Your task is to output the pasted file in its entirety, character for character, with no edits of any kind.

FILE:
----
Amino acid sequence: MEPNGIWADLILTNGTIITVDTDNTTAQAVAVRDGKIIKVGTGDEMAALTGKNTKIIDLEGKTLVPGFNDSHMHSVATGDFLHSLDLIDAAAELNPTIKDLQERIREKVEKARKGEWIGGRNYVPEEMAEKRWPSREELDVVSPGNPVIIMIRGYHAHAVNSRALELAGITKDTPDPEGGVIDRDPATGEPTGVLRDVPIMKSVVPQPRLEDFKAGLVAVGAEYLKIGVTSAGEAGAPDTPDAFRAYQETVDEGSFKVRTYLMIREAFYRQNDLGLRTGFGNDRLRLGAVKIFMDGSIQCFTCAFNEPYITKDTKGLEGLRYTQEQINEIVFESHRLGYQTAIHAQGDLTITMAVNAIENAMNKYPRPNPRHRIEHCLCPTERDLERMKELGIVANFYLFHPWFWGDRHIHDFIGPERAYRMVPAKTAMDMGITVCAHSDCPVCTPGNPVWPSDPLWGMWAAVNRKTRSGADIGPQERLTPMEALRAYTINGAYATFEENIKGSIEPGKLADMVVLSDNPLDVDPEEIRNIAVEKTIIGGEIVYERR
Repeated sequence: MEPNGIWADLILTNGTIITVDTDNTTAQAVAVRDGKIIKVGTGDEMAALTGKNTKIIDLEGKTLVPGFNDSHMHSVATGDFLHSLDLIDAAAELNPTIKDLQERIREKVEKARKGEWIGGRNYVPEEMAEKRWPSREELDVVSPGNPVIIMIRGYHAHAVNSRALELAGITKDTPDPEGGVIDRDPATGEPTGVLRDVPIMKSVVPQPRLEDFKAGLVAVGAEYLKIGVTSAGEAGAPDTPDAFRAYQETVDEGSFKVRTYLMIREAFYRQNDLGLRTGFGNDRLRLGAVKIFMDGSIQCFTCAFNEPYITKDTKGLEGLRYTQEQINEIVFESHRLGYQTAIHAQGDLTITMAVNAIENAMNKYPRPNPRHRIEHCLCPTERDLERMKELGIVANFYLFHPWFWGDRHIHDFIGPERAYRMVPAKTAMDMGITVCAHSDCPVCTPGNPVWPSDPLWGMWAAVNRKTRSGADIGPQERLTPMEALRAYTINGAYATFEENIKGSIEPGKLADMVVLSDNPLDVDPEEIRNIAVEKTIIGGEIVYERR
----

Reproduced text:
Amino acid sequence: MEPNGIWADLILTNGTIITVDTDNTTAQAVAVRDGKIIKVGTGDEMAALTGKNTKIIDLEGKTLVPGFNDSHMHSVATGDFLHSLDLIDAAAELNPTIKDLQERIREKVEKARKGEWIGGRNYVPEEMAEKRWPSREELDVVSPGNPVIIMIRGYHAHAVNSRALELAGITKDTPDPEGGVIDRDPATGEPTGVLRDVPIMKSVVPQPRLEDFKAGLVAVGAEYLKIGVTSAGEAGAPDTPDAFRAYQETVDEGSFKVRTYLMIREAFYRQNDLGLRTGFGNDRLRLGAVKIFMDGSIQCFTCAFNEPYITKDTKGLEGLRYTQEQINEIVFESHRLGYQTAIHAQGDLTITMAVNAIENAMNKYPRPNPRHRIEHCLCPTERDLERMKELGIVANFYLFHPWFWGDRHIHDFIGPERAYRMVPAKTAMDMGITVCAHSDCPVCTPGNPVWPSDPLWGMWAAVNRKTRSGADIGPQERLTPMEALRAYTINGAYATFEENIKGSIEPGKLADMVVLSDNPLDVDPEEIRNIAVEKTIIGGEIVYERR
Repeated sequence: MEPNGIWADLILTNGTIITVDTDNTTAQAVAVRDGKIIKVGTGDEMAALTGKNTKIIDLEGKTLVPGFNDSHMHSVATGDFLHSLDLIDAAAELNPTIKDLQERIREKVEKARKGEWIGGRNYVPEEMAEKRWPSREELDVVSPGNPVIIMIRGYHAHAVNSRALELAGITKDTPDPEGGVIDRDPATGEPTGVLRDVPIMKSVVPQPRLEDFKAGLVAVGAEYLKIGVTSAGEAGAPDTPDAFRAYQETVDEGSFKVRTYLMIREAFYRQNDLGLRTGFGNDRLRLGAVKIFMDGSIQCFTCAFNEPYITKDTKGLEGLRYTQEQINEIVFESHRLGYQTAIHAQGDLTITMAVNAIENAMNKYPRPNPRHRIEHCLCPTERDLERMKELGIVANFYLFHPWFWGDRHIHDFIGPERAYRMVPAKTAMDMGITVCAHSDCPVCTPGNPVWPSDPLWGMWAAVNRKTRSGADIGPQERLTPMEALRAYTINGAYATFEENIKGSIEPGKLADMVVLSDNPLDVDPEEIRNIAVEKTIIGGEIVYERR